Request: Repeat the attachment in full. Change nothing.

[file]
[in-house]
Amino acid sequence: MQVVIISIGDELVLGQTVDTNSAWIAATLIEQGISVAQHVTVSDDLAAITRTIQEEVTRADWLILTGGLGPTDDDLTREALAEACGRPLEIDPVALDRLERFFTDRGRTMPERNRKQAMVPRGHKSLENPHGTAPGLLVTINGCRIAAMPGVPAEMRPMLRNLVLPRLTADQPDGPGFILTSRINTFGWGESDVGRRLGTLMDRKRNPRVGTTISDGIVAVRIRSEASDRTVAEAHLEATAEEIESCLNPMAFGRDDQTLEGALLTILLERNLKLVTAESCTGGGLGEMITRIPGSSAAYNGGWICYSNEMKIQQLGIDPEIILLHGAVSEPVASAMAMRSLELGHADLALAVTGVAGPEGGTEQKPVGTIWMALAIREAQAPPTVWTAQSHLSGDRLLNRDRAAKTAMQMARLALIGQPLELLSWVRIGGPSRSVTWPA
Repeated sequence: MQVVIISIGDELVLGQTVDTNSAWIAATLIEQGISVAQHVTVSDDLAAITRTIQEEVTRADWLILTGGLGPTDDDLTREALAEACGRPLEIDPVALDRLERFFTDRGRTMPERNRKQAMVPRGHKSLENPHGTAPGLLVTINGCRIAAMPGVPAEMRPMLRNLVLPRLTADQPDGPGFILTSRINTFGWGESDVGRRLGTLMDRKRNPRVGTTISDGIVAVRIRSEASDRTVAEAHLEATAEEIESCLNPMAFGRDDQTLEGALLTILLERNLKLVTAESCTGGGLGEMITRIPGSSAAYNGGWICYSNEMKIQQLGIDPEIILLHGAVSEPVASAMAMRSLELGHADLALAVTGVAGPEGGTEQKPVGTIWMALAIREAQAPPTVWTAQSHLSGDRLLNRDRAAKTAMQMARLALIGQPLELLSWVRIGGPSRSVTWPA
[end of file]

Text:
[in-house]
Amino acid sequence: MQVVIISIGDELVLGQTVDTNSAWIAATLIEQGISVAQHVTVSDDLAAITRTIQEEVTRADWLILTGGLGPTDDDLTREALAEACGRPLEIDPVALDRLERFFTDRGRTMPERNRKQAMVPRGHKSLENPHGTAPGLLVTINGCRIAAMPGVPAEMRPMLRNLVLPRLTADQPDGPGFILTSRINTFGWGESDVGRRLGTLMDRKRNPRVGTTISDGIVAVRIRSEASDRTVAEAHLEATAEEIESCLNPMAFGRDDQTLEGALLTILLERNLKLVTAESCTGGGLGEMITRIPGSSAAYNGGWICYSNEMKIQQLGIDPEIILLHGAVSEPVASAMAMRSLELGHADLALAVTGVAGPEGGTEQKPVGTIWMALAIREAQAPPTVWTAQSHLSGDRLLNRDRAAKTAMQMARLALIGQPLELLSWVRIGGPSRSVTWPA
Repeated sequence: MQVVIISIGDELVLGQTVDTNSAWIAATLIEQGISVAQHVTVSDDLAAITRTIQEEVTRADWLILTGGLGPTDDDLTREALAEACGRPLEIDPVALDRLERFFTDRGRTMPERNRKQAMVPRGHKSLENPHGTAPGLLVTINGCRIAAMPGVPAEMRPMLRNLVLPRLTADQPDGPGFILTSRINTFGWGESDVGRRLGTLMDRKRNPRVGTTISDGIVAVRIRSEASDRTVAEAHLEATAEEIESCLNPMAFGRDDQTLEGALLTILLERNLKLVTAESCTGGGLGEMITRIPGSSAAYNGGWICYSNEMKIQQLGIDPEIILLHGAVSEPVASAMAMRSLELGHADLALAVTGVAGPEGGTEQKPVGTIWMALAIREAQAPPTVWTAQSHLSGDRLLNRDRAAKTAMQMARLALIGQPLELLSWVRIGGPSRSVTWPA